Corsi Collection of Decorative Stones

Class XII
Lapis lazuli (Lapis lazzulo)

703. (168) 'There is a stone,' says Pliny 98 'called Cyanus, of dark blue colour, which is sometimes combined with a gold-dust'. Anyone who knows this highly acclaimed and beautiful stone will be convinced that Pliny's description is exact, and will not be able to doubt that the 'Cyanus' of the ancients corresponds to lapis lazuli. Hill 99 concurs with this opinion. That of the ancients came from Persia, and China, now it is also found in Siberia, but it is not as heavy and is inferior in the beauty of its colour; indeed it is often very much marked by white. The presence of iron in lapis lazuli is incidental, and Mineralogists demonstrate by analysis that the ultramarine that is extracted from it is not coloured by any metallic substance. The large altar [p169] of S. Ignazio in the church of the Gesù is ornamented with this stone. The specimen in this collection is entirely azure. (Very rare).

'The Gem which the Ancients called Cyanus is what we now know by the name of Lapis Lazuli, a Stone common among us in the Tops of Snuff-boxes and other Toys; and of which the glorious blue Colour called Ultramarine by the Painters is made,' wrote Theophrastus i .

It was widely believed in Corsi's time that lapis lazuli, a stunningly beautiful blue decorative rock, came mainly from Persia. In fact it has been mined since prehistoric times in the Kotcha valley, in a mountainous region of Badakhshan, Afghanistan ii . Trade routes passed through the valley, carrying the stone to Egypt, Persia (Iran), and other countries in the Middle East and Central Asia, and also to Pakistan, India and China; from all these places it would have been traded on.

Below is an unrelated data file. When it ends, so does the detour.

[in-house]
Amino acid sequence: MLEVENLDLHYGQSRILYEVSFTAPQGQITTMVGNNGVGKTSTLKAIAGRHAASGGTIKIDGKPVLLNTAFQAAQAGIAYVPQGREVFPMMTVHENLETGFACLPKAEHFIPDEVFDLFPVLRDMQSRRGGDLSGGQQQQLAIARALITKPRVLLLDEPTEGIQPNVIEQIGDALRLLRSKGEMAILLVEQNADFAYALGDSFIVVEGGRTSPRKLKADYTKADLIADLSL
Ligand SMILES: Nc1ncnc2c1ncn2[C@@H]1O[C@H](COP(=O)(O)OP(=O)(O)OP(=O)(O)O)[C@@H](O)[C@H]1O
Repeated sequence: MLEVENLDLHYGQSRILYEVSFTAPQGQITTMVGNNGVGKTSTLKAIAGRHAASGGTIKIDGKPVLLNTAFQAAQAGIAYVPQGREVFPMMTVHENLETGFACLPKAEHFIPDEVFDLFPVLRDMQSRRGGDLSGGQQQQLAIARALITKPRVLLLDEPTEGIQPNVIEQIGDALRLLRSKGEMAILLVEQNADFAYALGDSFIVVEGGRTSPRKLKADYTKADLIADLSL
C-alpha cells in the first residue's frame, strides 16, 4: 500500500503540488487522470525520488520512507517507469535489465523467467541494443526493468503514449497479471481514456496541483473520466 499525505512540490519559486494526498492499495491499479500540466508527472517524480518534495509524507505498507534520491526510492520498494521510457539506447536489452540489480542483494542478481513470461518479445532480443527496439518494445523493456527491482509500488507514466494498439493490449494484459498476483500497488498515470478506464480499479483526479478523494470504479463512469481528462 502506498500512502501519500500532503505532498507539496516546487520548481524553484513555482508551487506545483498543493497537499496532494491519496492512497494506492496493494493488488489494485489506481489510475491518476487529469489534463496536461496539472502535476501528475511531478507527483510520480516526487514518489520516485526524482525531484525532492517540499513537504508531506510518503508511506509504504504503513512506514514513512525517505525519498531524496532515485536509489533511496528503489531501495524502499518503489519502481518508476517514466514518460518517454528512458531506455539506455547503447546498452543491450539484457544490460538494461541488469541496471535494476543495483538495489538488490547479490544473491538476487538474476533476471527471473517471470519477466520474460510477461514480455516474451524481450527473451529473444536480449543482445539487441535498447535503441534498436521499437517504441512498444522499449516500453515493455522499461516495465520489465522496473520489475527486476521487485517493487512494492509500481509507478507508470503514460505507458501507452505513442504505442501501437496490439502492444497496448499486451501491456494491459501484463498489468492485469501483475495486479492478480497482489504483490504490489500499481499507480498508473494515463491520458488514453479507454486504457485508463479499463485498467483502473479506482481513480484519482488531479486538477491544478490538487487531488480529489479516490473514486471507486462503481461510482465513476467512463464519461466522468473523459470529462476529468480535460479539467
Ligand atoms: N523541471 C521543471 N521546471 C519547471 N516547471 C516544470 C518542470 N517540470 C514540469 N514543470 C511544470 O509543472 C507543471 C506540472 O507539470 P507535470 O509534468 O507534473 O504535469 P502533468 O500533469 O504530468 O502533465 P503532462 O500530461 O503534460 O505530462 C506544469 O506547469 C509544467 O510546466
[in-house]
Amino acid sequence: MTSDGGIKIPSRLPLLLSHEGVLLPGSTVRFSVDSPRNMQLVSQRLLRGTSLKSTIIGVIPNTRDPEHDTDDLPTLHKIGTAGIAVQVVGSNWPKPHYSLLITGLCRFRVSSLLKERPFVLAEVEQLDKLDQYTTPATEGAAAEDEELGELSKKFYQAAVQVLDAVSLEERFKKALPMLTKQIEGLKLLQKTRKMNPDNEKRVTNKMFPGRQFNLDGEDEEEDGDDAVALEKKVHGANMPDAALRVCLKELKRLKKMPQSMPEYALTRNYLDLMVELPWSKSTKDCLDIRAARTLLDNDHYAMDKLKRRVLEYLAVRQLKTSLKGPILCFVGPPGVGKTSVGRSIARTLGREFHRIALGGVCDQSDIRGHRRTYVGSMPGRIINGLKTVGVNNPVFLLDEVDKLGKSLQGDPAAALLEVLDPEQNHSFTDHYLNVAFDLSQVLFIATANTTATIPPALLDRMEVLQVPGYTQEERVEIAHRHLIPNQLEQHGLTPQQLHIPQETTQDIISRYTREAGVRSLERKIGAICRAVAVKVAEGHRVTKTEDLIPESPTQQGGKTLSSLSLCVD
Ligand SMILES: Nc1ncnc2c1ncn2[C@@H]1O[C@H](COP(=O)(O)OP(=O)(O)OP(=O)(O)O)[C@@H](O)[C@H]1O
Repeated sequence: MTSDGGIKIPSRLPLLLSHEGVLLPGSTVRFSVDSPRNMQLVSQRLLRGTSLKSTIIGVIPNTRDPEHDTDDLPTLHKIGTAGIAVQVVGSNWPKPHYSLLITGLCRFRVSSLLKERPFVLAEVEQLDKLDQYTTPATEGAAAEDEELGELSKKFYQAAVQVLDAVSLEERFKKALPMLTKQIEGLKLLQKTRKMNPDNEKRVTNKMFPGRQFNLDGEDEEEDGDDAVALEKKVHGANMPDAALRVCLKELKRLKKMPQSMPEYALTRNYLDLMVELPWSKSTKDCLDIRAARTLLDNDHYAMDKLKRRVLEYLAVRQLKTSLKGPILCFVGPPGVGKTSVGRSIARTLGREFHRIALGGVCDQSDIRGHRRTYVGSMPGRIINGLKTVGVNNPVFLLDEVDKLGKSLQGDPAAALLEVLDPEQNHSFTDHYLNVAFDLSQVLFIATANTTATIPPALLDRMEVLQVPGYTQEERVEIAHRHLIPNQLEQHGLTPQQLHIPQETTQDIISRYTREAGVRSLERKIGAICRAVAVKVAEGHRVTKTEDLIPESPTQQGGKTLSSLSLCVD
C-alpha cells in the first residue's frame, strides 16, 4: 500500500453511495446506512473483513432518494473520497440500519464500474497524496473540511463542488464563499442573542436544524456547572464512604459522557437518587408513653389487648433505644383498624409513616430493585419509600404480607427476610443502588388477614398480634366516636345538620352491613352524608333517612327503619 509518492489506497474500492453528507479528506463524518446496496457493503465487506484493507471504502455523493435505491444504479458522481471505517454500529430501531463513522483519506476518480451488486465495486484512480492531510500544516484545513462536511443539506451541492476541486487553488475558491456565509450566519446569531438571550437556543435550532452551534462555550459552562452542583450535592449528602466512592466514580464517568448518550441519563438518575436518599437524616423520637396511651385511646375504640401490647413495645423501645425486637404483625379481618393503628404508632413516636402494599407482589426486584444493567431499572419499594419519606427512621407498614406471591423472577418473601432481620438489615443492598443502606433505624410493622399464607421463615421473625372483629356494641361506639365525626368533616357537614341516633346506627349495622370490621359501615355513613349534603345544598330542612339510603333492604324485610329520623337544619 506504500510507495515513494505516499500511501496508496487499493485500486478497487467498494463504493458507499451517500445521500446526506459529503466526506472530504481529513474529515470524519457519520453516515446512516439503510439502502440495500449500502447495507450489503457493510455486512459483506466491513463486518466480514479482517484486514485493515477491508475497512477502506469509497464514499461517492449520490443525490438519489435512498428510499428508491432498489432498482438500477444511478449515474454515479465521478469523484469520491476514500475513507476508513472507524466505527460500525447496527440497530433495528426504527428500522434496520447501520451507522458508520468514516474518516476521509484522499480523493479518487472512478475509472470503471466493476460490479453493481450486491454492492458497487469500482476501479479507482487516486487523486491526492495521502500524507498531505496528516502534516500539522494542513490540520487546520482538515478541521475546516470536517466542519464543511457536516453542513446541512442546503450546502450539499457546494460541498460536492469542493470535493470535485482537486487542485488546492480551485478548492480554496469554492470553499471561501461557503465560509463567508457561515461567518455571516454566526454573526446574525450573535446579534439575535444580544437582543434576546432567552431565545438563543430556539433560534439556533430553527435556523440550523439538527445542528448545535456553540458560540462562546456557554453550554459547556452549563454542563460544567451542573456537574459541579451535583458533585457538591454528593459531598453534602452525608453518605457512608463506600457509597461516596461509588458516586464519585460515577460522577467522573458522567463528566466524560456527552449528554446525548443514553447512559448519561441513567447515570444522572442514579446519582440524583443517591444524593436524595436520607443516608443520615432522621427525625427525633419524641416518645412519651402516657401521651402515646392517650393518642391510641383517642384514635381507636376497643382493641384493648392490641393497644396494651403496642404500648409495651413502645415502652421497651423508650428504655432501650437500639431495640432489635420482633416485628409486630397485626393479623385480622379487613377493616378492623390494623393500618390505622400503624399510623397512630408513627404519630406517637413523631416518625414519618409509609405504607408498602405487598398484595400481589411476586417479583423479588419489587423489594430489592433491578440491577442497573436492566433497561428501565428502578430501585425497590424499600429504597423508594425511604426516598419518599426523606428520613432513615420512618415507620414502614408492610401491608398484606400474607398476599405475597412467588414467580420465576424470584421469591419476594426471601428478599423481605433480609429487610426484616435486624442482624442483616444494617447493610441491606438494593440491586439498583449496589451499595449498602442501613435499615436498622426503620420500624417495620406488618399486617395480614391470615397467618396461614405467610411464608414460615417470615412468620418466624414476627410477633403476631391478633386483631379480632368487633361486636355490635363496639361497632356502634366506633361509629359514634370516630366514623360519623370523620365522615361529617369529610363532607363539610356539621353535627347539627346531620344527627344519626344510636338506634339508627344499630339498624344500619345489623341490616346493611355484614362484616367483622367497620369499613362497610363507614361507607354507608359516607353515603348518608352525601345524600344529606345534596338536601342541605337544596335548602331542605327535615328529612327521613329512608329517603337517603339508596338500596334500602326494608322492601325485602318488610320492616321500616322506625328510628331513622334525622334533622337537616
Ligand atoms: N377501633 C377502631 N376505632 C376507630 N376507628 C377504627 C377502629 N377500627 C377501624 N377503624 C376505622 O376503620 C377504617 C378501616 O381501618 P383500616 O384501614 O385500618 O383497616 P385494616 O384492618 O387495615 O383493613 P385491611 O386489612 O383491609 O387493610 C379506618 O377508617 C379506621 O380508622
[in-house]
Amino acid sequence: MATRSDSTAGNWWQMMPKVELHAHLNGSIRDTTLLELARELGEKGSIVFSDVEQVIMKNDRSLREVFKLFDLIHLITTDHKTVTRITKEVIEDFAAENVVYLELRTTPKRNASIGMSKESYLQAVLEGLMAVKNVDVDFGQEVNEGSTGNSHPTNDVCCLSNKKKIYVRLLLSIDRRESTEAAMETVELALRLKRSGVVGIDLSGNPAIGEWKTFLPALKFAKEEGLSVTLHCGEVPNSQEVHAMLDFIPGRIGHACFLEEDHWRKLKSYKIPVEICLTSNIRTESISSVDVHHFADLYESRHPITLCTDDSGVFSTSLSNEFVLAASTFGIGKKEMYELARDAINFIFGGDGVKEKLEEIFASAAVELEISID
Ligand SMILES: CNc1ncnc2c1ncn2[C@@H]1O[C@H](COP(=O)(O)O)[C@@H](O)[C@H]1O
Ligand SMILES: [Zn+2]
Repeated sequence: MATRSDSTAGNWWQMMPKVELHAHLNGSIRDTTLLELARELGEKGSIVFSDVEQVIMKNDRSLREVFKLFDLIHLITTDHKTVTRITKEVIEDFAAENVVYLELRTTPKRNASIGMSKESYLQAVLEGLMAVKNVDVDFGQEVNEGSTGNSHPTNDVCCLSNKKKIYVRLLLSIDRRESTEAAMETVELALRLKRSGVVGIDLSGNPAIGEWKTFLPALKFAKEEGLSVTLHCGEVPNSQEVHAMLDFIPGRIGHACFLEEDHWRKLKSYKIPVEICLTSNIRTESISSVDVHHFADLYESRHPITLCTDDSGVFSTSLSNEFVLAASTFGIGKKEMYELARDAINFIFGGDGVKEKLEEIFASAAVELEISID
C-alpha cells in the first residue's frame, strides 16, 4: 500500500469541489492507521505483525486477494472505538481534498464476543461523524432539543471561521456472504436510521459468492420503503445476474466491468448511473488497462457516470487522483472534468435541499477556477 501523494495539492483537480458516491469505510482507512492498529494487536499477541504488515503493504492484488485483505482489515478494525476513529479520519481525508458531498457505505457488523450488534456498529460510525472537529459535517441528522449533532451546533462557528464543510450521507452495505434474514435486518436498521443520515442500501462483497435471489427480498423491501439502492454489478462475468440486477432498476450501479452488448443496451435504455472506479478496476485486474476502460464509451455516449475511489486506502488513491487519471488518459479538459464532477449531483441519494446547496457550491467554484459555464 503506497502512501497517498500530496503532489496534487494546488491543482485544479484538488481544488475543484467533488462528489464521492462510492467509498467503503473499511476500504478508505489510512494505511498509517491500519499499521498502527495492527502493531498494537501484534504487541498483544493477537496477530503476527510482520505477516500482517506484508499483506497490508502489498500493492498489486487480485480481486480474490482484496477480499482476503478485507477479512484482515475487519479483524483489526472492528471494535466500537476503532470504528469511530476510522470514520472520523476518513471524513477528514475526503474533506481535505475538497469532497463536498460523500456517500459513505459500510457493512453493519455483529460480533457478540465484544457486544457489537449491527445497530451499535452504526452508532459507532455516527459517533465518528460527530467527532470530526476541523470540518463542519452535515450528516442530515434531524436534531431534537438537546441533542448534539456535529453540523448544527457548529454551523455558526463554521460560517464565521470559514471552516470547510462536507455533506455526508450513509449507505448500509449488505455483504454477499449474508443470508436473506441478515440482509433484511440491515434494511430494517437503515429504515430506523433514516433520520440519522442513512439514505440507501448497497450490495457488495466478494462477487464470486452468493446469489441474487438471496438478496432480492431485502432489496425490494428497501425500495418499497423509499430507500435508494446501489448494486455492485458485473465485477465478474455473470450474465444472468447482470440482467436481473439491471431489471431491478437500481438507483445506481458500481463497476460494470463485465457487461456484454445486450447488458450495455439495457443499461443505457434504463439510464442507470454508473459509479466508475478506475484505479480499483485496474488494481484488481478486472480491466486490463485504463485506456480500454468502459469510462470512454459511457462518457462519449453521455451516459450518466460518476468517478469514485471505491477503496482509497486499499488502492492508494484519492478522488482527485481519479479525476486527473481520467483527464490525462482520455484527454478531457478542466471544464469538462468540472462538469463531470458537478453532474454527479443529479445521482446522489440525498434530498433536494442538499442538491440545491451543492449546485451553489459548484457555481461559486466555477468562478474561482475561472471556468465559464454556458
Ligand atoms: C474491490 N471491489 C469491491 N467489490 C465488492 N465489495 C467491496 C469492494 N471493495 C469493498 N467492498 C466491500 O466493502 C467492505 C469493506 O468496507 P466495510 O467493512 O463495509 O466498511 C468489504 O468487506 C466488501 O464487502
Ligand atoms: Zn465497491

The blue mineral is lazurite iii , and it is crushed to make the pigment ultramarine. Corsi is correct in attributing the colour to a non-metallic source; this has been identified as sulphur, an essential chemical constituent. The gold 'stars' in the lazurite 'sky' are crystals of pyrite (iron sulphide), and the white 'clouds', composed of calcite, indicate the nature of the rock, an impure limestone that has been metamorphosed by contact with an intrusion of igneous rock.

Lapis lazuli has also been found south of Lake Baikal in Russia, and more recently in Chile and the USA. It should not be confused with sodalite, a closely related mineral which forms rather more violet blue rocks of which fine examples have come from Canada, Namibia, Bolivia and Brazil. It is more common and less highly valued than lapis lazuli.

i. Theophrastus, tr. Hill (1746) 83-84, note c
ii. Bowersox & Chamberlin (1995) 37-63
iii. Price (2007) 262-263